"I was never questioned before coming to the University of Helsinki"

What are the ingredients of quality research? Hector Sanchez thought he knew. In his previous studies, the academic training was rigorous but it lacked Indigenous perspectives. Sanchez's research process was shaken up when he entered the University of Helsinki. With the help of Indigenous scholars, he began to scrutinise himself and his role in research.

When Hector Sanchez started in the Master’s Programme in Intercultural Encounters, he already had a clear idea for his thesis. In prior studies, he researched the relationship between music, ethnicity and culture. Sanchez wanted to expand this inquiry in an Indigenous context.

He was immediately drawn to one of the programme’s four thematic modules, Knowledge, Decolonisation and Change.

“I got interested because Indigenous scholars were influencing it"

“Unfortunately in Mexico, one of the inequalities that Indigenous peoples face is access to education. In Finland, Sámi scholars are actively engaged in education and in what is written and said about them. The module Knowledge, Decolonisation and Change is a good example of that engagement. I got interested because Indigenous scholars were influencing it. ”

Over the course of his graduate studies, Sanchez has been able to learn from Indigenous scholars and develop his research with their input. His thesis examines language revitalisation through hip hop and is centered on cultural institutions that Sámi people manage themselves.

“I focus on the case of a single singer from the Inari Sámi language group. In the study, I look at how they portray themselves in their work- sometimes as Indigenous and sometimes not. I also ask, who are the consumers of the music?"

Sanchez places his findings within the history of hip hop, born from Black culture and adopted by marginalised sectors around the world. He thinks that Sámi musicians shed light on Indigenous hip hop and the wider spectrum of the music genre. Sanchez plans to map these contributions in his Master's thesis.

"The teaching transformed my research practices"

In the development of his research plan, Sanchez interrogated issues that he had never considered in other educational institutions. When completing his previous degrees, Sanchez was trained from an anthropological perspective. He had not inspected the history of anthropology nor considered its negative impacts on Indigenous communities.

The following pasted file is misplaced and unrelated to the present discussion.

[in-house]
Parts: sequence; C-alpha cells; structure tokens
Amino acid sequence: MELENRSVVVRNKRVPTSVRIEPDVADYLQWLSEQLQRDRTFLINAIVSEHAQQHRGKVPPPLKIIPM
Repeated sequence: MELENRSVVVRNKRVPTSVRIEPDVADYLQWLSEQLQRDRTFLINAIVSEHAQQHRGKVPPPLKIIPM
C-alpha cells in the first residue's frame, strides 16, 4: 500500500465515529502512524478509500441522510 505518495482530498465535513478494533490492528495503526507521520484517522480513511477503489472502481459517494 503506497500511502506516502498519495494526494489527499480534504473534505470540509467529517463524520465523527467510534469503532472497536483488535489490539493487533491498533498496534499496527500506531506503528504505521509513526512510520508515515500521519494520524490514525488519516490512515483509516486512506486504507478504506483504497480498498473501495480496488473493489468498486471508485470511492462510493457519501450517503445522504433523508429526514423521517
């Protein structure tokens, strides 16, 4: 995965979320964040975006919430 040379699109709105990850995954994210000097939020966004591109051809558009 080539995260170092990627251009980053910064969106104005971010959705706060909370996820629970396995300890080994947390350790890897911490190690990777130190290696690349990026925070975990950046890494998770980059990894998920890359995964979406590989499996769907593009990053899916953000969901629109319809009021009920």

"I was never questioned before coming to the University of Helsinki.”

When attending a course on collaborative research and ethics, Sanchez’s outlook changed.

“I learned that, in Indigenous contexts around the world, research needs to be negotiated beforehand. It made me question myself and my role as a researcher. The teaching transformed my research practices."

During the course, Sanchez developed a critical and decolonial approach to academic study. He now considers it absolutely necessary to consult with insiders in marginalised contexts, adhering to their standards for substantial and ethical research.

"The programme gives you a wide panorama of knowledge"

While Sanchez’s thesis has a strong focus, his education has been enriched by diverse ways of thinking. He credits this to the interdisciplinary emphasis in the Master’s Programme of Intercultural Encounters.

“I like that you get to take courses from different disciplines and perspectives. The programme gives you a wide panorama of knowledge.”

Sanchez has completed a second thematic module about transnationalism and globalisation and has had plenty of time for courses outside his degree programme. Currently, he is enjoying a class on Nordic cultures and societies from another Master’s programme.

“We have been able to see the Nordic society and the Nordic region in different terms: from the religious perspective, from the decolonial perspective, from the gender perspective. Even though it is not part of my compulsory courses, it is a great addition to my degree.”

Amidst the demands of graduate studies, Sanchez makes the most of his academic freedom. In less than two years, he has taken ongoing Finnish classes and traveled to a short course in India. Despite challenges that international job-seekers face, Sanchez also completed a traineeship. He trained as an editorial assistant with the journal, Asian Ethnicity.

Sanchez says the University of Helsinki strikes a unique balance between the theoretical and the practical. Students are challenged to apply what they have learned in class to their daily lives.

“I have not only obtained knowledge, but experience”

Upon completion of his degree, Sanchez plans to pursue a doctoral degree at the University of Helsinki. He feels that the Master's Programme in Intercultural Encounters has prepared him to do so.

“The programme's training has surpassed my expectations. I have not only obtained knowledge, but experience."

In an academic career, Sanchez wants to further develop the relationships he has built with Indigenous musicians and scholars. He is confident moving forward.

"This university has given me the tools to find my way after graduation.”

Learn more about the Master's Programme in Intercultural Encounters.  

Find out more about the admissions at the University of Helsinki.

Keep updated about the admissions by signing up for the Admissions Newsletter.

Master’s Programme in Intercultural Encounters

The Master’s Programme in Intercultural Encounters (ICE) offers an interdisciplinary approach to cultural understanding. ICE students have the option of completing a degree in either the Faculty of Arts (Humanities) or the Faculty of Theology